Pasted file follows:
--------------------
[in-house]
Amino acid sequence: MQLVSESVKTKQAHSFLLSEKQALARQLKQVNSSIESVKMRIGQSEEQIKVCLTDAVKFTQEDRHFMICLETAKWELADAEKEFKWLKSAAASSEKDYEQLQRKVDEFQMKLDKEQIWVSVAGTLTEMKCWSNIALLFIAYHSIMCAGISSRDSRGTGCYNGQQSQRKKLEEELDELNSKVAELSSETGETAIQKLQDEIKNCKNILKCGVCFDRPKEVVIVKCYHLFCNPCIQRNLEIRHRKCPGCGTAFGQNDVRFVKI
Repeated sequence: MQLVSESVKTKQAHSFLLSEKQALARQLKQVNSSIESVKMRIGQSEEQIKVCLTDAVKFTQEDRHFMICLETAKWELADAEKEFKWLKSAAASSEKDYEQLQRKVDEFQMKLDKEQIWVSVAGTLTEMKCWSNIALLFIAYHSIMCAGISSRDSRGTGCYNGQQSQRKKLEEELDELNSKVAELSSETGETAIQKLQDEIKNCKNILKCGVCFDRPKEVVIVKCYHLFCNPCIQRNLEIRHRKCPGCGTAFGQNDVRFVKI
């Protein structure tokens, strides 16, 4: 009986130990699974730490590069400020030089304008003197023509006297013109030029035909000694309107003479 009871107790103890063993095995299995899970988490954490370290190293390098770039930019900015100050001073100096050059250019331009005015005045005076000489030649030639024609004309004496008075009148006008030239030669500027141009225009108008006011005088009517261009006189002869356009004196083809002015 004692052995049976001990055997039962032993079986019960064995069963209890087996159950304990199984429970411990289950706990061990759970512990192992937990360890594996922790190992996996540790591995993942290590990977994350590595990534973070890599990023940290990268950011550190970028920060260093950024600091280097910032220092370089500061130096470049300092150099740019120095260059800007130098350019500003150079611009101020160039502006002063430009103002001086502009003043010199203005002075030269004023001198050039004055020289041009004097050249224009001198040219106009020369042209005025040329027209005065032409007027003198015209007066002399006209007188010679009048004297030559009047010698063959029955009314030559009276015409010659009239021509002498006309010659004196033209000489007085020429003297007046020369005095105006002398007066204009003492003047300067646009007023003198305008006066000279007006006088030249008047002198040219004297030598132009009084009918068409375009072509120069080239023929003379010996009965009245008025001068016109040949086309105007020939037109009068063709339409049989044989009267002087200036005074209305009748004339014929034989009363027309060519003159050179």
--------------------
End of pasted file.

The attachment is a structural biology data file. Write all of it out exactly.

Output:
[in-house]
Amino acid sequence: MQLVSESVKTKQAHSFLLSEKQALARQLKQVNSSIESVKMRIGQSEEQIKVCLTDAVKFTQEDRHFMICLETAKWELADAEKEFKWLKSAAASSEKDYEQLQRKVDEFQMKLDKEQIWVSVAGTLTEMKCWSNIALLFIAYHSIMCAGISSRDSRGTGCYNGQQSQRKKLEEELDELNSKVAELSSETGETAIQKLQDEIKNCKNILKCGVCFDRPKEVVIVKCYHLFCNPCIQRNLEIRHRKCPGCGTAFGQNDVRFVKI
Repeated sequence: MQLVSESVKTKQAHSFLLSEKQALARQLKQVNSSIESVKMRIGQSEEQIKVCLTDAVKFTQEDRHFMICLETAKWELADAEKEFKWLKSAAASSEKDYEQLQRKVDEFQMKLDKEQIWVSVAGTLTEMKCWSNIALLFIAYHSIMCAGISSRDSRGTGCYNGQQSQRKKLEEELDELNSKVAELSSETGETAIQKLQDEIKNCKNILKCGVCFDRPKEVVIVKCYHLFCNPCIQRNLEIRHRKCPGCGTAFGQNDVRFVKI
């Protein structure tokens, strides 16, 4: 009986130990699974730490590069400020030089304008003197023509006297013109030029035909000694309107003479 009871107790103890063993095995299995899970988490954490370290190293390098770039930019900015100050001073100096050059250019331009005015005045005076000489030649030639024609004309004496008075009148006008030239030669500027141009225009108008006011005088009517261009006189002869356009004196083809002015 004692052995049976001990055997039962032993079986019960064995069963209890087996159950304990199984429970411990289950706990061990759970512990192992937990360890594996922790190992996996540790591995993942290590990977994350590595990534973070890599990023940290990268950011550190970028920060260093950024600091280097910032220092370089500061130096470049300092150099740019120095260059800007130098350019500003150079611009101020160039502006002063430009103002001086502009003043010199203005002075030269004023001198050039004055020289041009004097050249224009001198040219106009020369042209005025040329027209005065032409007027003198015209007066002399006209007188010679009048004297030559009047010698063959029955009314030559009276015409010659009239021509002498006309010659004196033209000489007085020429003297007046020369005095105006002398007066204009003492003047300067646009007023003198305008006066000279007006006088030249008047002198040219004297030598132009009084009918068409375009072509120069080239023929003379010996009965009245008025001068016109040949086309105007020939037109009068063709339409049989044989009267002087200036005074209305009748004339014929034989009363027309060519003159050179």